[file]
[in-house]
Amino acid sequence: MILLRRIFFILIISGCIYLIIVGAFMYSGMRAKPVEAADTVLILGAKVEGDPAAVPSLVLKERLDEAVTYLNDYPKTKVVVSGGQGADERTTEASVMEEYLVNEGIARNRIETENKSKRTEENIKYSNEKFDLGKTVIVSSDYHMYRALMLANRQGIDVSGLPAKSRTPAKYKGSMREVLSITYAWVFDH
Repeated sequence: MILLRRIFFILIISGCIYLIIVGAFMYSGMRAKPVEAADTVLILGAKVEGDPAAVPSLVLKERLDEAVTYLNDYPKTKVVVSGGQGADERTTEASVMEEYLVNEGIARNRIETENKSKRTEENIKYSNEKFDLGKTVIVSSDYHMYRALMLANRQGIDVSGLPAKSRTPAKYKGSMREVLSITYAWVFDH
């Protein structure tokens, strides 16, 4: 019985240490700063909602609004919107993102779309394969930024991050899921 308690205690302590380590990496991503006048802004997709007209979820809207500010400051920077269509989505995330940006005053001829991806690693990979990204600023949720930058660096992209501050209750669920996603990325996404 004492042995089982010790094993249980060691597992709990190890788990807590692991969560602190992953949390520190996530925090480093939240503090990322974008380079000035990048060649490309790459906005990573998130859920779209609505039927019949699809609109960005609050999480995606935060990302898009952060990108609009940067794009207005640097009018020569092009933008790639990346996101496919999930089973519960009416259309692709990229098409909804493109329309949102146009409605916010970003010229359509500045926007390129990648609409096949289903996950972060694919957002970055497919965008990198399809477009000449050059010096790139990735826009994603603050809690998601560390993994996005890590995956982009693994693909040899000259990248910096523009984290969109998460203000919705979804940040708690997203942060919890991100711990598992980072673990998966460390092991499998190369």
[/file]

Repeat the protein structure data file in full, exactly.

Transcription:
[in-house]
Amino acid sequence: MILLRRIFFILIISGCIYLIIVGAFMYSGMRAKPVEAADTVLILGAKVEGDPAAVPSLVLKERLDEAVTYLNDYPKTKVVVSGGQGADERTTEASVMEEYLVNEGIARNRIETENKSKRTEENIKYSNEKFDLGKTVIVSSDYHMYRALMLANRQGIDVSGLPAKSRTPAKYKGSMREVLSITYAWVFDH
Repeated sequence: MILLRRIFFILIISGCIYLIIVGAFMYSGMRAKPVEAADTVLILGAKVEGDPAAVPSLVLKERLDEAVTYLNDYPKTKVVVSGGQGADERTTEASVMEEYLVNEGIARNRIETENKSKRTEENIKYSNEKFDLGKTVIVSSDYHMYRALMLANRQGIDVSGLPAKSRTPAKYKGSMREVLSITYAWVFDH
């Protein structure tokens, strides 16, 4: 019985240490700063909602609004919107993102779309394969930024991050899921 308690205690302590380590990496991503006048802004997709007209979820809207500010400051920077269509989505995330940006005053001829991806690693990979990204600023949720930058660096992209501050209750669920996603990325996404 004492042995089982010790094993249980060691597992709990190890788990807590692991969560602190992953949390520190996530925090480093939240503090990322974008380079000035990048060649490309790459906005990573998130859920779209609505039927019949699809609109960005609050999480995606935060990302898009952060990108609009940067794009207005640097009018020569092009933008790639990346996101496919999930089973519960009416259309692709990229098409909804493109329309949102146009409605916010970003010229359509500045926007390129990648609409096949289903996950972060694919957002970055497919965008990198399809477009000449050059010096790139990735826009994603603050809690998601560390993994996005890590995956982009693994693909040899000259990248910096523009984290969109998460203000919705979804940040708690997203942060919890991100711990598992980072673990998966460390092991499998190369």